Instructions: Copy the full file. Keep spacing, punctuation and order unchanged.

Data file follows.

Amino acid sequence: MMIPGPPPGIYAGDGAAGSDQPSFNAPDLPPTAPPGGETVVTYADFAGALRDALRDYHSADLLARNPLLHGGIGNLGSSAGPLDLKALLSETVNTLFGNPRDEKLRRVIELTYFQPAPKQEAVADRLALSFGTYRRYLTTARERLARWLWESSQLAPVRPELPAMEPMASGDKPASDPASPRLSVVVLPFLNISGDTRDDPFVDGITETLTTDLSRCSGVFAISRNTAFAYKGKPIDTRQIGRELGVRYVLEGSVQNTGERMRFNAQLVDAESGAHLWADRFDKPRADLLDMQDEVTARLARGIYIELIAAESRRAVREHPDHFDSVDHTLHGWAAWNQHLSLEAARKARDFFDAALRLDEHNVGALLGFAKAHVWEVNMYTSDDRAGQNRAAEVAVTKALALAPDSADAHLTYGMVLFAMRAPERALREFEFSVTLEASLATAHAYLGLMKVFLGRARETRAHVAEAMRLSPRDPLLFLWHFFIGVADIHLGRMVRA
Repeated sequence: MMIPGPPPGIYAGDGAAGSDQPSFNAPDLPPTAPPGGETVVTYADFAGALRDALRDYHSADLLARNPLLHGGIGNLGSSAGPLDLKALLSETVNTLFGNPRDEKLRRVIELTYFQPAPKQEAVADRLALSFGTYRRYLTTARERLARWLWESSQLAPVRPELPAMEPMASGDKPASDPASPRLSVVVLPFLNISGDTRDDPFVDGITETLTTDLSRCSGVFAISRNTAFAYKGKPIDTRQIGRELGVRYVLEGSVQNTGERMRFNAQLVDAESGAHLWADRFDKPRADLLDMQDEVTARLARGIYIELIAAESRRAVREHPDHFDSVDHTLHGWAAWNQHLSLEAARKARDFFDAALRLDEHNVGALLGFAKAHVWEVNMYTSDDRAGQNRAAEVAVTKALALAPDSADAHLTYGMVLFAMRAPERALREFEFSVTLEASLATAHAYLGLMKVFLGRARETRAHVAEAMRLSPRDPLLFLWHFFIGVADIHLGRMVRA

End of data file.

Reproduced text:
Amino acid sequence: MMIPGPPPGIYAGDGAAGSDQPSFNAPDLPPTAPPGGETVVTYADFAGALRDALRDYHSADLLARNPLLHGGIGNLGSSAGPLDLKALLSETVNTLFGNPRDEKLRRVIELTYFQPAPKQEAVADRLALSFGTYRRYLTTARERLARWLWESSQLAPVRPELPAMEPMASGDKPASDPASPRLSVVVLPFLNISGDTRDDPFVDGITETLTTDLSRCSGVFAISRNTAFAYKGKPIDTRQIGRELGVRYVLEGSVQNTGERMRFNAQLVDAESGAHLWADRFDKPRADLLDMQDEVTARLARGIYIELIAAESRRAVREHPDHFDSVDHTLHGWAAWNQHLSLEAARKARDFFDAALRLDEHNVGALLGFAKAHVWEVNMYTSDDRAGQNRAAEVAVTKALALAPDSADAHLTYGMVLFAMRAPERALREFEFSVTLEASLATAHAYLGLMKVFLGRARETRAHVAEAMRLSPRDPLLFLWHFFIGVADIHLGRMVRA
Repeated sequence: MMIPGPPPGIYAGDGAAGSDQPSFNAPDLPPTAPPGGETVVTYADFAGALRDALRDYHSADLLARNPLLHGGIGNLGSSAGPLDLKALLSETVNTLFGNPRDEKLRRVIELTYFQPAPKQEAVADRLALSFGTYRRYLTTARERLARWLWESSQLAPVRPELPAMEPMASGDKPASDPASPRLSVVVLPFLNISGDTRDDPFVDGITETLTTDLSRCSGVFAISRNTAFAYKGKPIDTRQIGRELGVRYVLEGSVQNTGERMRFNAQLVDAESGAHLWADRFDKPRADLLDMQDEVTARLARGIYIELIAAESRRAVREHPDHFDSVDHTLHGWAAWNQHLSLEAARKARDFFDAALRLDEHNVGALLGFAKAHVWEVNMYTSDDRAGQNRAAEVAVTKALALAPDSADAHLTYGMVLFAMRAPERALREFEFSVTLEASLATAHAYLGLMKVFLGRARETRAHVAEAMRLSPRDPLLFLWHFFIGVADIHLGRMVRA